5 Late-Round NFL Draft Prospects Perfectly Suited for the Chicago Bears
It's been a flurry of moves for the Chicago Bears this offseason. General manager Phil Emery has made a strong effort to improve the defensive line, but what areas should he address in the draft?
Defensive tackle and safety are high on the list come draft time, but what about the later rounds? The Bears should address their depth and future holes as they get near the end of the draft.
Who are some key players they should target? Click through as we give you five players who fit the Bears perfectly as late-round options.
Quarterback Tom Savage
Savage is a journeyman college quarterback if one could exist. He was at Rutgers and Arizona before going to Pitt. Questions will arise as to why he's bounced around, but the talent to be a solid backup is there.
As of now, the 6'4'', 228-pound senior has a good enough arm to play in the NFL and has shown an ability to pick up offenses quickly.
He went from a walk-on at Pitt to starter. His ability to study hard in the film room could catch the eye of head coach Marc Trestman. His size is prototypical for a quarterback and could be a late-round find as Jay Cutler's next understudy.
Center Tyler Larsen
Roberto Garza is likely going into his last season as a Bear. The team needs to find a replacement for him, but doesn't have to reach high in the draft to find a quality center.
Utah State's Tyler Larsen is a solid veteran leader who started 51 straight games for the Aggies. The 2013 Remington Trophy Finalist anchored an offensive line on a team that put up over 32 points per game.
At 6'4'', 313 pounds, Larsen has the size and power to play in the NFL. Drafting him in the late rounds and allowing him to sit and learn for a season would be the ideal situation. Picking Larsen with one of the Bears' two sixth-round picks would be a wise choice.
Running Back Storm Johnson
Former Bears running back Michael Bush was too predictable in the offense. His style just didn't fit in the scheme. He struggled because teams were able to stack the box and slow down the one-dimensional back.
What makes Matt Forte so good is his ability to do so many different things. Forte runs hard, catches passes and is an improved blocker. University of Central Florida running back Storm Johnson can come in and spell Forte, while still bringing versatility to the table.
In the Blake Bortles-led offense, Johnson had over 1,100 yards on the ground and added 30 receptions. He's a better fit for what the Bears are trying to do on offense than another battering ram.
Running backs aren't going to fly off the board until the middle rounds. This likely means Johnson can be had past Round 4 if the Bears want him.
Middle Linebacker Preston Brown
Even after drafting two linebackers last year, the Bears still have long-term questions at middle linebacker. It wouldn't be a bad idea to take a gander at some late-round prospects just in case.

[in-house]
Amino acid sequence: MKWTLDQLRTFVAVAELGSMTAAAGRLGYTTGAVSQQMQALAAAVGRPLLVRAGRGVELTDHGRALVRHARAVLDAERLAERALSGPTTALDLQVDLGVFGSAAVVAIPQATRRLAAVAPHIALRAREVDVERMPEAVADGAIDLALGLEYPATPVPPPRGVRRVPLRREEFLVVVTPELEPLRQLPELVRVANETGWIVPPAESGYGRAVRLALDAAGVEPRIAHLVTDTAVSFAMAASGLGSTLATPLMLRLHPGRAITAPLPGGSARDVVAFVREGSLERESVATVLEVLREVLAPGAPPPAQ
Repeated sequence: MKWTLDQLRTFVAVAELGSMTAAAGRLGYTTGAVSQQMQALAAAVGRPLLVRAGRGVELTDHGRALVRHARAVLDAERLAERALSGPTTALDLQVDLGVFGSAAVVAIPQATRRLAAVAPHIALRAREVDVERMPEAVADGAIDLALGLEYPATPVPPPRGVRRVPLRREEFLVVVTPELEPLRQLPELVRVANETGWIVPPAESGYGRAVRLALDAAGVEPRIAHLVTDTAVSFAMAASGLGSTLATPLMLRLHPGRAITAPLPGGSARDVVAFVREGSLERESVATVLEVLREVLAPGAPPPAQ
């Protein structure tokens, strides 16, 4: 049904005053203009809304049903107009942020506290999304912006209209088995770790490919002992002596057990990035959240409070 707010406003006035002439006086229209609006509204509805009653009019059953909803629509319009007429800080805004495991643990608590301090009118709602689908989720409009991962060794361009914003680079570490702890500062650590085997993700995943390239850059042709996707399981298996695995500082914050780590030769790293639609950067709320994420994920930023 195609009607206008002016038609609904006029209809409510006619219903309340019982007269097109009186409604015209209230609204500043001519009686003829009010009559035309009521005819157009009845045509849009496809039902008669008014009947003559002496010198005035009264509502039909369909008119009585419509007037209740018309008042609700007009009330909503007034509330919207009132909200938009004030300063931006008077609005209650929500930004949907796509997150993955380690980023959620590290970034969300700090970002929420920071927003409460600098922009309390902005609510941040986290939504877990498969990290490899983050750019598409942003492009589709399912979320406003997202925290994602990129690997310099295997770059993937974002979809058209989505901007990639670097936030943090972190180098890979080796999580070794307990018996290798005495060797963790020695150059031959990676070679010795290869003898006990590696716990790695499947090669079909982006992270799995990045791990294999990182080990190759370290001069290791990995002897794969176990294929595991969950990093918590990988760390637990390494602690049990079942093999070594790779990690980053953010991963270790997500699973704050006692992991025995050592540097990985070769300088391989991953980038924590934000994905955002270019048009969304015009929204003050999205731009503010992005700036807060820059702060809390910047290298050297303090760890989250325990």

Jon Bostic could end up playing the rest of his career at outside linebacker. Khaseem Greene will do the same and Shea McClellin is certainly no long-term answer. How about a stout run stuffer from Louisville? Preston Brown could be the late-round find who can ultimately succeed in the NFL.
Brown won't wow you with his size. He's only 6'1'', 251 pounds, but he runs well, takes quality angles to the ball and is a tackling machine. He led Louisville in tackles last year, averaging 7.4 per game.
Give Brown some time in the NFL and he can turn into a solid starter in the league, with his instincts and intangibles.
It would be tough to have to burn another pick on a linebacker, but bringing D.J. Williams back is proof the Bears aren't sure of their current youngsters. Williams is only on a one-year deal and the Bears should keep all options open in the late rounds.
Tight End Xavier Grimble
There just isn't any solid backup behind Martellus Bennett. Dante Rosario had only one catch last year and Fendi Onobun has struggled to catch the ball in preseason and training camp.
The Bears would be smart to look for a big target who can develop into a solid blocker and catch some passes opposite Bennett. USC tight end Xavier Grimble can be that guy.
There's nothing explosive about Grimble, but he's big and runs well enough. He ran anywhere between a 4.98 and 5.02 40-yard dash and measures out at 6'4'', 257 pounds.
Bringing in some extra competition to camp at tight end is necessary. The depth has to be a cause for concern, and the Bears need to get in front of the issue.
Grimble is already a solid blocker with soft hands. With some time in offensive coordinator/offensive line coach Aaron Kromer's system, Grimble can turn into a very good blocking tight end who will keep the defense honest when he sneaks out for a pass.